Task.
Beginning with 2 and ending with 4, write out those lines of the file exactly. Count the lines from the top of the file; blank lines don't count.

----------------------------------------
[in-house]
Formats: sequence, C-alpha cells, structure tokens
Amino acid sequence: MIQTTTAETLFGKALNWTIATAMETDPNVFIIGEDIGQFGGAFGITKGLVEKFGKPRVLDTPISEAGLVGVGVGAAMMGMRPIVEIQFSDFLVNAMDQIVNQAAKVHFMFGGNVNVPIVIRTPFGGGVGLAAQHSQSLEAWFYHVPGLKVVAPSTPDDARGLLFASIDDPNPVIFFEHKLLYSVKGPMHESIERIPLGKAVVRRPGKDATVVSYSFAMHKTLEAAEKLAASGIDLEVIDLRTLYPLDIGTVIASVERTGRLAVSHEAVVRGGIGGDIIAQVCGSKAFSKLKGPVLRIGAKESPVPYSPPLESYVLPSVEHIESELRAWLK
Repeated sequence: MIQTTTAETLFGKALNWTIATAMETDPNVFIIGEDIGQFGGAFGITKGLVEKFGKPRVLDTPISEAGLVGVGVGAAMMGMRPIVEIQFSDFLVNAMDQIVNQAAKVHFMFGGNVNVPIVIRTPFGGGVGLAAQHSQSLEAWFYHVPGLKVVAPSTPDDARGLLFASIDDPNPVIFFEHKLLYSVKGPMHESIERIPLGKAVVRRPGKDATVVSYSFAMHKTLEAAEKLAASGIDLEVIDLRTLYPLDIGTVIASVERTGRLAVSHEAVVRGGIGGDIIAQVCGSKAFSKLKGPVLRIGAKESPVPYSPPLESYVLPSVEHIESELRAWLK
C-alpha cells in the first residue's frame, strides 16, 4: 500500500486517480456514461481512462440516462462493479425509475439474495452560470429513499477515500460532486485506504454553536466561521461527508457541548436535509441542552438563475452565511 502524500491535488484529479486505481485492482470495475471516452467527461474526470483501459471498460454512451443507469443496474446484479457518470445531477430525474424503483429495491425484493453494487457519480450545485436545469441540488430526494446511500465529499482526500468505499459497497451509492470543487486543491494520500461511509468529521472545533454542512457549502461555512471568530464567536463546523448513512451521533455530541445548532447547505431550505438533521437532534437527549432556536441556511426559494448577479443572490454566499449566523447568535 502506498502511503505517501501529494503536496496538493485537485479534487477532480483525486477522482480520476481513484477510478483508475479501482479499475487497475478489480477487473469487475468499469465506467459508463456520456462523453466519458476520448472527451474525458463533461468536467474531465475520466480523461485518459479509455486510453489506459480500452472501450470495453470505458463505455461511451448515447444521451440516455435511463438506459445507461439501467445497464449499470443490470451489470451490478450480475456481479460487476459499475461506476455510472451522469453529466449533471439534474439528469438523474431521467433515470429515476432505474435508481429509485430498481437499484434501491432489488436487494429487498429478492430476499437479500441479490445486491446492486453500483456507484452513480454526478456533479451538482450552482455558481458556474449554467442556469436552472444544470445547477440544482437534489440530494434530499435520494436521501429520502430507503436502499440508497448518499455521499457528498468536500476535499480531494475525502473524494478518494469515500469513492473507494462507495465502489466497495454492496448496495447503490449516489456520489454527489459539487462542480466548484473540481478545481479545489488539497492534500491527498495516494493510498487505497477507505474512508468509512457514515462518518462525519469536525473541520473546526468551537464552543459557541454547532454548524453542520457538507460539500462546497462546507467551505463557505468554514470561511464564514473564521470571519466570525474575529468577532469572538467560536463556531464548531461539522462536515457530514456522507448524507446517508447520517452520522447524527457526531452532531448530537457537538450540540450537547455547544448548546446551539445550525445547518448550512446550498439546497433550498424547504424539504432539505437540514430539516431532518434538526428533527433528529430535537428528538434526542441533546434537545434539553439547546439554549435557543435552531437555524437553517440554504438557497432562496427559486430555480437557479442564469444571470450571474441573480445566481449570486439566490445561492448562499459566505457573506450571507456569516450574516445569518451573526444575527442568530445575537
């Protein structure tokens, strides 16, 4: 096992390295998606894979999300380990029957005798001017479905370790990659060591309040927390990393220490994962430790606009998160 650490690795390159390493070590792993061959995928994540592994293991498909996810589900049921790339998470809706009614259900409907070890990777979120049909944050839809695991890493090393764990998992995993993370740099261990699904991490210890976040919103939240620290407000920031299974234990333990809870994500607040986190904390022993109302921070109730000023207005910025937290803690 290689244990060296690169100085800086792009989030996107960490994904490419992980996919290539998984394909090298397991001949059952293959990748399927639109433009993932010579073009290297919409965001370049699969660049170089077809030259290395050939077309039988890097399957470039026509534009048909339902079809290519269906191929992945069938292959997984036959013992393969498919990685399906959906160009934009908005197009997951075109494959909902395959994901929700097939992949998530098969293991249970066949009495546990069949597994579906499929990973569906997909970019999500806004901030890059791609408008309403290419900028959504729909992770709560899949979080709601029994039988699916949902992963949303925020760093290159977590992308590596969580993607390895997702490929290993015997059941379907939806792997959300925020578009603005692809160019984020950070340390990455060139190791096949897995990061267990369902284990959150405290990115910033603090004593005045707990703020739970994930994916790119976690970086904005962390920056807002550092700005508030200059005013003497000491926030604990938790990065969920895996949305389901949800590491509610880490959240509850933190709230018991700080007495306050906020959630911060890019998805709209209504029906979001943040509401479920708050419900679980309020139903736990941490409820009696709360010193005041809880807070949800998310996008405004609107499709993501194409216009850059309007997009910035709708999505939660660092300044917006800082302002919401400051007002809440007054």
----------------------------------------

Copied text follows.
Formats: sequence, C-alpha cells, structure tokens
Amino acid sequence: MIQTTTAETLFGKALNWTIATAMETDPNVFIIGEDIGQFGGAFGITKGLVEKFGKPRVLDTPISEAGLVGVGVGAAMMGMRPIVEIQFSDFLVNAMDQIVNQAAKVHFMFGGNVNVPIVIRTPFGGGVGLAAQHSQSLEAWFYHVPGLKVVAPSTPDDARGLLFASIDDPNPVIFFEHKLLYSVKGPMHESIERIPLGKAVVRRPGKDATVVSYSFAMHKTLEAAEKLAASGIDLEVIDLRTLYPLDIGTVIASVERTGRLAVSHEAVVRGGIGGDIIAQVCGSKAFSKLKGPVLRIGAKESPVPYSPPLESYVLPSVEHIESELRAWLK
Repeated sequence: MIQTTTAETLFGKALNWTIATAMETDPNVFIIGEDIGQFGGAFGITKGLVEKFGKPRVLDTPISEAGLVGVGVGAAMMGMRPIVEIQFSDFLVNAMDQIVNQAAKVHFMFGGNVNVPIVIRTPFGGGVGLAAQHSQSLEAWFYHVPGLKVVAPSTPDDARGLLFASIDDPNPVIFFEHKLLYSVKGPMHESIERIPLGKAVVRRPGKDATVVSYSFAMHKTLEAAEKLAASGIDLEVIDLRTLYPLDIGTVIASVERTGRLAVSHEAVVRGGIGGDIIAQVCGSKAFSKLKGPVLRIGAKESPVPYSPPLESYVLPSVEHIESELRAWLK